by Roz Bound
Spring falls into summer on a bluebell memory like veils drift beyond a bride, or stars born from fireworks spill from the sky, and babies slither into waiting hands, gulp air, remembering watery journeys. Spring falls into summer when seagulls teach their young to fly, children learn to swim, sheep show their lambs how to forage, survive alone, while swallows spiral into nests behind wisteria tear-drops on the wall. Spring falls into summer with cacophony of boats and cars and mowers, day crowds laughing, arguing, yelling, crying, but in the silence of green-muted woods spring falls into summer with a sigh. As fresh grows faded, dawn chorus hides in summer noise, and sunburned cheeks begin to feel a night time chill. When blossoms fall, gently bruised and dying under busy feet, We dare to look ahead and already mourn the loss of light.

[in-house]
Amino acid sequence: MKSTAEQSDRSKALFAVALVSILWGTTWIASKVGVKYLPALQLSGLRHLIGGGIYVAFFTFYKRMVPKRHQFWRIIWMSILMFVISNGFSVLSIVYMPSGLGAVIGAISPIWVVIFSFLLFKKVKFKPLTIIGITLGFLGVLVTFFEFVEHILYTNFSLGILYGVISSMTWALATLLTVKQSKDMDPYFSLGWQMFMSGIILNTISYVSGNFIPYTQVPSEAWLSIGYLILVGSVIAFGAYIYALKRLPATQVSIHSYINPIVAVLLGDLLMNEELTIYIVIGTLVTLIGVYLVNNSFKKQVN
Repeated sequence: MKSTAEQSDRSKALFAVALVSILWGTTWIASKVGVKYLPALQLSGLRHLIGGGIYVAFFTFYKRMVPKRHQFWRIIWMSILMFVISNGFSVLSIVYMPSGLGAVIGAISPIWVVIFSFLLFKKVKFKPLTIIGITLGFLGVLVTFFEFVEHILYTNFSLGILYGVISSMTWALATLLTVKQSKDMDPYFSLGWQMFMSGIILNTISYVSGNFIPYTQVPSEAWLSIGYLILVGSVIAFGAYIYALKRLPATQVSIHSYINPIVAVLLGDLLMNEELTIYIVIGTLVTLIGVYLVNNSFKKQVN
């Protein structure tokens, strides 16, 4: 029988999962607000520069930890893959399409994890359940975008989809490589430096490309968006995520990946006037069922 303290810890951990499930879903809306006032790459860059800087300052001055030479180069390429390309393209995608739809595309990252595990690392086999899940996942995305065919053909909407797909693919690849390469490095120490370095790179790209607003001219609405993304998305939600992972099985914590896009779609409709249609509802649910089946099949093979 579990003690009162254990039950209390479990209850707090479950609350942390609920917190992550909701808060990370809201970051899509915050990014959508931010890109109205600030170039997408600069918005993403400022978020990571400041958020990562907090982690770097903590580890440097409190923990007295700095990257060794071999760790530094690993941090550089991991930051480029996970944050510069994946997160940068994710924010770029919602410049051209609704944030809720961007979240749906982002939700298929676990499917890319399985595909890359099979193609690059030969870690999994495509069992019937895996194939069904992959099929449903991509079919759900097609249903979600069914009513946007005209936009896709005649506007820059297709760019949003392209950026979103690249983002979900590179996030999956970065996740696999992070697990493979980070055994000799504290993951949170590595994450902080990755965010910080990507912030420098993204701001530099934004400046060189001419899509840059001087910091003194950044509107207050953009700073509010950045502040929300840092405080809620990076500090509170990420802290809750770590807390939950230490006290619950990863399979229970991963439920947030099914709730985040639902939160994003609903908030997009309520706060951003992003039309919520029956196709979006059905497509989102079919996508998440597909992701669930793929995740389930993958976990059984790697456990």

Healer, writer, teacher, priestess and crone, Roz Bound nurtures writers in their transformational process, facilitating writing courses and monthly Open floor Readings in her island home in Ontario. She leads public rituals celebrating Mother Earth and offers meditation circles and labyrinth walks. Roz has two poetry books in print, Spirit of Lyme and The Fireman’s Child, and she recently completed her D. Min. in Wisdom Spiritualities, writing a dissertation on Aging Consciously, Dying Awake.